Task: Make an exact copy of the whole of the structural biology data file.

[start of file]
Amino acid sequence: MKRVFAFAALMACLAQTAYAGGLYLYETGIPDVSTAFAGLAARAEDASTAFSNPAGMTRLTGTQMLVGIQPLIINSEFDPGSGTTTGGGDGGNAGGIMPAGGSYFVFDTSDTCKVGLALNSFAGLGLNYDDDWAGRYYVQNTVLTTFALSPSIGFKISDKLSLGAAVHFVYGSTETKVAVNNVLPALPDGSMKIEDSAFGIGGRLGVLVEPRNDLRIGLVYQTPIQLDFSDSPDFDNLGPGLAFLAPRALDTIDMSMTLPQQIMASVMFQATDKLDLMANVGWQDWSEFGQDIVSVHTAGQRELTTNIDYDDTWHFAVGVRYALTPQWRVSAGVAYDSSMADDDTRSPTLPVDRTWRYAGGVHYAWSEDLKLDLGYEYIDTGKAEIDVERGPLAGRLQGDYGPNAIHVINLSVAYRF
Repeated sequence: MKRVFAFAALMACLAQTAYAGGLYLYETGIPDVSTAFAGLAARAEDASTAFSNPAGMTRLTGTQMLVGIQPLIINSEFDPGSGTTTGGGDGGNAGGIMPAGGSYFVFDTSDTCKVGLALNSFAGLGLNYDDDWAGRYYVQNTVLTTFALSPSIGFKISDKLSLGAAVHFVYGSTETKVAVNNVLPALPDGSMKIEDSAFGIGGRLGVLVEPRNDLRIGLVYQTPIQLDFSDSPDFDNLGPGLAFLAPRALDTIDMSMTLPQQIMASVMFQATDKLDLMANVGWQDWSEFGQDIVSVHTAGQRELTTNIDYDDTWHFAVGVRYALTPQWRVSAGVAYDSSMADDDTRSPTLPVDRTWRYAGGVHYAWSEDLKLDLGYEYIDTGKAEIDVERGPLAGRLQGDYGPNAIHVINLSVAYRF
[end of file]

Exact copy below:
Amino acid sequence: MKRVFAFAALMACLAQTAYAGGLYLYETGIPDVSTAFAGLAARAEDASTAFSNPAGMTRLTGTQMLVGIQPLIINSEFDPGSGTTTGGGDGGNAGGIMPAGGSYFVFDTSDTCKVGLALNSFAGLGLNYDDDWAGRYYVQNTVLTTFALSPSIGFKISDKLSLGAAVHFVYGSTETKVAVNNVLPALPDGSMKIEDSAFGIGGRLGVLVEPRNDLRIGLVYQTPIQLDFSDSPDFDNLGPGLAFLAPRALDTIDMSMTLPQQIMASVMFQATDKLDLMANVGWQDWSEFGQDIVSVHTAGQRELTTNIDYDDTWHFAVGVRYALTPQWRVSAGVAYDSSMADDDTRSPTLPVDRTWRYAGGVHYAWSEDLKLDLGYEYIDTGKAEIDVERGPLAGRLQGDYGPNAIHVINLSVAYRF
Repeated sequence: MKRVFAFAALMACLAQTAYAGGLYLYETGIPDVSTAFAGLAARAEDASTAFSNPAGMTRLTGTQMLVGIQPLIINSEFDPGSGTTTGGGDGGNAGGIMPAGGSYFVFDTSDTCKVGLALNSFAGLGLNYDDDWAGRYYVQNTVLTTFALSPSIGFKISDKLSLGAAVHFVYGSTETKVAVNNVLPALPDGSMKIEDSAFGIGGRLGVLVEPRNDLRIGLVYQTPIQLDFSDSPDFDNLGPGLAFLAPRALDTIDMSMTLPQQIMASVMFQATDKLDLMANVGWQDWSEFGQDIVSVHTAGQRELTTNIDYDDTWHFAVGVRYALTPQWRVSAGVAYDSSMADDDTRSPTLPVDRTWRYAGGVHYAWSEDLKLDLGYEYIDTGKAEIDVERGPLAGRLQGDYGPNAIHVINLSVAYRF